Lenin on the Agrarian Question
After stating briefly the nature of the peasant problem in Russia of the 1890s, this book follows the course of Lenin's thinking on agrarian questions both in Russia and in countries of more advanced capitalist development. This story is told against the background of the Revolution of 1905; the extreme reaction which followed; a revival of revolutionary activity culminating, after three years of imperialist war, in the Soviet Revolution of November 1917; the desperate struggle against counter-revolution; and the final victory of Soviet power. Special chapters are devoted to a theoretical discussion of small producers and socialism; the land question; the role of co-operatives; and a summary of the underlying principles guiding Lenin's actions on the agrarian question. What happened to Soviet agriculture under Stalin's leadership after Lenin died is briefly told in Chapter XI.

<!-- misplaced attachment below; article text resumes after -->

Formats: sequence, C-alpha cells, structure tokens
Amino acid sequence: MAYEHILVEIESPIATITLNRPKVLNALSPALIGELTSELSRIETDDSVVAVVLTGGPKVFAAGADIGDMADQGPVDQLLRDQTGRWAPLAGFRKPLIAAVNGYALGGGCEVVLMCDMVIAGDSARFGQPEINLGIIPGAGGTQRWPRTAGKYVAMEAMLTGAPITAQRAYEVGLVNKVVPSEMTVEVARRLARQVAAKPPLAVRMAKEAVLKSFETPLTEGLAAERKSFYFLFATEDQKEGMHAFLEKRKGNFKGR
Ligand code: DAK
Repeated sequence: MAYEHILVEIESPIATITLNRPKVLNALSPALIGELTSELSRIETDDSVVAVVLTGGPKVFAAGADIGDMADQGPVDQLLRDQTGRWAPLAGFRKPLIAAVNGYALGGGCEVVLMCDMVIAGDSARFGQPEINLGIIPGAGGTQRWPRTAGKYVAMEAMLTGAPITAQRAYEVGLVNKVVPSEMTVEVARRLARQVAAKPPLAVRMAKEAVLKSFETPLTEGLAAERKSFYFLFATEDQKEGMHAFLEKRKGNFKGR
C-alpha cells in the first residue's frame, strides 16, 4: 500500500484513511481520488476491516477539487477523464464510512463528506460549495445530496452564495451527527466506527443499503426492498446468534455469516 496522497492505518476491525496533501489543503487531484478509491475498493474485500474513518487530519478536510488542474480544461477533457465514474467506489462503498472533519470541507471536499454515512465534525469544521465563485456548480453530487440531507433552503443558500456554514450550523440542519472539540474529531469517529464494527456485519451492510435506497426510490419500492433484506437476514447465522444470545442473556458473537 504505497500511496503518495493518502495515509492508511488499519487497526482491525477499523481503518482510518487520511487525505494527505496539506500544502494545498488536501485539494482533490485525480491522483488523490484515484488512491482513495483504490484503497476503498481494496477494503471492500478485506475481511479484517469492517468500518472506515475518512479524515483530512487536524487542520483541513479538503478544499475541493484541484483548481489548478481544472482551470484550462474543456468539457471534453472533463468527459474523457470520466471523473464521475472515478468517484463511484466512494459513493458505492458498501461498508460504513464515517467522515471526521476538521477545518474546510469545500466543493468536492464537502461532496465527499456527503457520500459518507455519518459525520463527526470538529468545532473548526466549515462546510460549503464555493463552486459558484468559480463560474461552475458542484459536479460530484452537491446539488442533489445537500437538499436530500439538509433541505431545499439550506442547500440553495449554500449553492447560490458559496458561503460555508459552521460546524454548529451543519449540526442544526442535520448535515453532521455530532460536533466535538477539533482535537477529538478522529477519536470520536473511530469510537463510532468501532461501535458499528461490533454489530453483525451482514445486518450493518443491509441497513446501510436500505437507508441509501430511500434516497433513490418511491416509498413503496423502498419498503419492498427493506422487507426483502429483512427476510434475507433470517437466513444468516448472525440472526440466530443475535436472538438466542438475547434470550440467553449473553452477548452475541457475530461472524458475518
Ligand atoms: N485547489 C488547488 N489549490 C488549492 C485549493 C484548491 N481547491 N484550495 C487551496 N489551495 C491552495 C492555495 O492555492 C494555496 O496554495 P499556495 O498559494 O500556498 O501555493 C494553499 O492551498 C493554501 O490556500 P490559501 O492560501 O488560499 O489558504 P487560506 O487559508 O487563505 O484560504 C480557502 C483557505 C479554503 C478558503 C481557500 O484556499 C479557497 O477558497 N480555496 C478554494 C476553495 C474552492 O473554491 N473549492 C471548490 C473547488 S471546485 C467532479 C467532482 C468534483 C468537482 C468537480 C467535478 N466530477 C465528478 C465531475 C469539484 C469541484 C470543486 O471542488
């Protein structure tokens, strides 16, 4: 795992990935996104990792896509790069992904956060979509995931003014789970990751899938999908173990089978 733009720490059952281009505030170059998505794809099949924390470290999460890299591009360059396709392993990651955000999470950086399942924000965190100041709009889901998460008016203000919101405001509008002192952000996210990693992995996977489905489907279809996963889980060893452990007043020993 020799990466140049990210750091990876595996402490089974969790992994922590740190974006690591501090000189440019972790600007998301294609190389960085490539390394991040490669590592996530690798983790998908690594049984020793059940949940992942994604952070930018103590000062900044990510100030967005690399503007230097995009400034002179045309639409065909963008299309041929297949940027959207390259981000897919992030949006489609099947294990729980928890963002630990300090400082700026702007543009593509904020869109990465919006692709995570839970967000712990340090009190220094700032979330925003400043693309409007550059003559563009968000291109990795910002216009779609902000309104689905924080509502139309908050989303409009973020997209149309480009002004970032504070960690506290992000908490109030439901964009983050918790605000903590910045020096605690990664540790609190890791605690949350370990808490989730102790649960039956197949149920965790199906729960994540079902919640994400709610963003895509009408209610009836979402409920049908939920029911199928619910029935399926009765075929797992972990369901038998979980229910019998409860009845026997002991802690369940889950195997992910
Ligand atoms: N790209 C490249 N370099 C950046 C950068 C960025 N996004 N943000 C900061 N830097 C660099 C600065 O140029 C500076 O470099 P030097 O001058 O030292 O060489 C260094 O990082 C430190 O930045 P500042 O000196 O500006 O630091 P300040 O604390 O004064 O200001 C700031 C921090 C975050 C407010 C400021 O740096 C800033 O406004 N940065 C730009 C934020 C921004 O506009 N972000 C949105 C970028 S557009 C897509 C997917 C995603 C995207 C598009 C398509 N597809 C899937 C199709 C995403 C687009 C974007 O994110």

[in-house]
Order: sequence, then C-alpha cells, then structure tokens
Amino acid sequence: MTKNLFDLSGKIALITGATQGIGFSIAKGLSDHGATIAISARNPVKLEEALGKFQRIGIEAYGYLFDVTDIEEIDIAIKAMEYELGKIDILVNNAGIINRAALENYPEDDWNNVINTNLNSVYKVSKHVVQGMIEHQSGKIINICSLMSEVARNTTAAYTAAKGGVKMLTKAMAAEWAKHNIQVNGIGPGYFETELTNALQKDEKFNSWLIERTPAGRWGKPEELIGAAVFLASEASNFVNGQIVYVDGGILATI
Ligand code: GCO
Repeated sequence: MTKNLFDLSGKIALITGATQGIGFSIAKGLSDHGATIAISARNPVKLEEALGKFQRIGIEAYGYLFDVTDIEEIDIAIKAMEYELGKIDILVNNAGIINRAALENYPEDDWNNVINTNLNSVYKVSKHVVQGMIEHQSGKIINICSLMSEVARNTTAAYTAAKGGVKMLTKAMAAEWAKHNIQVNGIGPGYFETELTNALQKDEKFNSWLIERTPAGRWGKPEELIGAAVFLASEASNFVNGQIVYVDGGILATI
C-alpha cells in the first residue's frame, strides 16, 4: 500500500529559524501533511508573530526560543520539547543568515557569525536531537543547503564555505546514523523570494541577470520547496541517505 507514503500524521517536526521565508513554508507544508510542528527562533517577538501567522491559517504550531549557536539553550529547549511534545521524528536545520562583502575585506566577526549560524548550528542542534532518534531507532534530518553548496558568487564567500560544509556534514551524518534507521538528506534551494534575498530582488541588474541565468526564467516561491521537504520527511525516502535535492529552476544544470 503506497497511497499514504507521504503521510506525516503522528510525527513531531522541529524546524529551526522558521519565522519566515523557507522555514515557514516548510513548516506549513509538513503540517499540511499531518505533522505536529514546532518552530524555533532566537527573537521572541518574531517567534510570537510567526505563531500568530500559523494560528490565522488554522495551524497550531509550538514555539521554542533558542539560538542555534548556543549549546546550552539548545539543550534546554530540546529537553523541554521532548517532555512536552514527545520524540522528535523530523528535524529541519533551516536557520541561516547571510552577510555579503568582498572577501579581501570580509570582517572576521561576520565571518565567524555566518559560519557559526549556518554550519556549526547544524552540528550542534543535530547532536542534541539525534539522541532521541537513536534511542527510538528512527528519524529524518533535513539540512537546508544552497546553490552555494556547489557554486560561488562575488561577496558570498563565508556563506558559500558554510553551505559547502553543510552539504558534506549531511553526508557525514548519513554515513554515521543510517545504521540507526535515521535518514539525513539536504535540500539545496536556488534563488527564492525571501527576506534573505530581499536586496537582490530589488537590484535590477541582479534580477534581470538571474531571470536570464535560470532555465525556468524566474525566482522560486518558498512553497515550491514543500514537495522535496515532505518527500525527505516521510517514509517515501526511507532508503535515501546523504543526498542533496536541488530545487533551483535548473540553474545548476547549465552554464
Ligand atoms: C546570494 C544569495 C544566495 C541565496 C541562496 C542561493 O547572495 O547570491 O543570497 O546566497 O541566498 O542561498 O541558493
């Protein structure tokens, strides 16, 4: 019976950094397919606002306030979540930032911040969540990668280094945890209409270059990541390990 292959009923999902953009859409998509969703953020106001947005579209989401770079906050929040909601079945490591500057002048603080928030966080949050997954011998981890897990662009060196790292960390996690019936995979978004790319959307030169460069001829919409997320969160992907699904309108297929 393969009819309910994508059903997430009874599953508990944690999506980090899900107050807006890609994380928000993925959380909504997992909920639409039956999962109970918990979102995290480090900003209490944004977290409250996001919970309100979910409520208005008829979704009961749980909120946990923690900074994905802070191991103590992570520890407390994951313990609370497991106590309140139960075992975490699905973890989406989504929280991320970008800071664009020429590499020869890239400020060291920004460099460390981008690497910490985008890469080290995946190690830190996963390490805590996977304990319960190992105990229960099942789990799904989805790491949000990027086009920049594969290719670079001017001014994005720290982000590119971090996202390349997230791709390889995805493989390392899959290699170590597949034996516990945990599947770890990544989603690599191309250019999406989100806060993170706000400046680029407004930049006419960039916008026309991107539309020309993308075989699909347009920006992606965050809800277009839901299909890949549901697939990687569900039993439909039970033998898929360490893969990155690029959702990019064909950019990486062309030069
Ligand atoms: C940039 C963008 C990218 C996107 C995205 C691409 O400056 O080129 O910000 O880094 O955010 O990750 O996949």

The book closes with a postscript on present trends and problems in American agriculture in the light of Lenin's general principles and of his study of American farm census data before the First World War.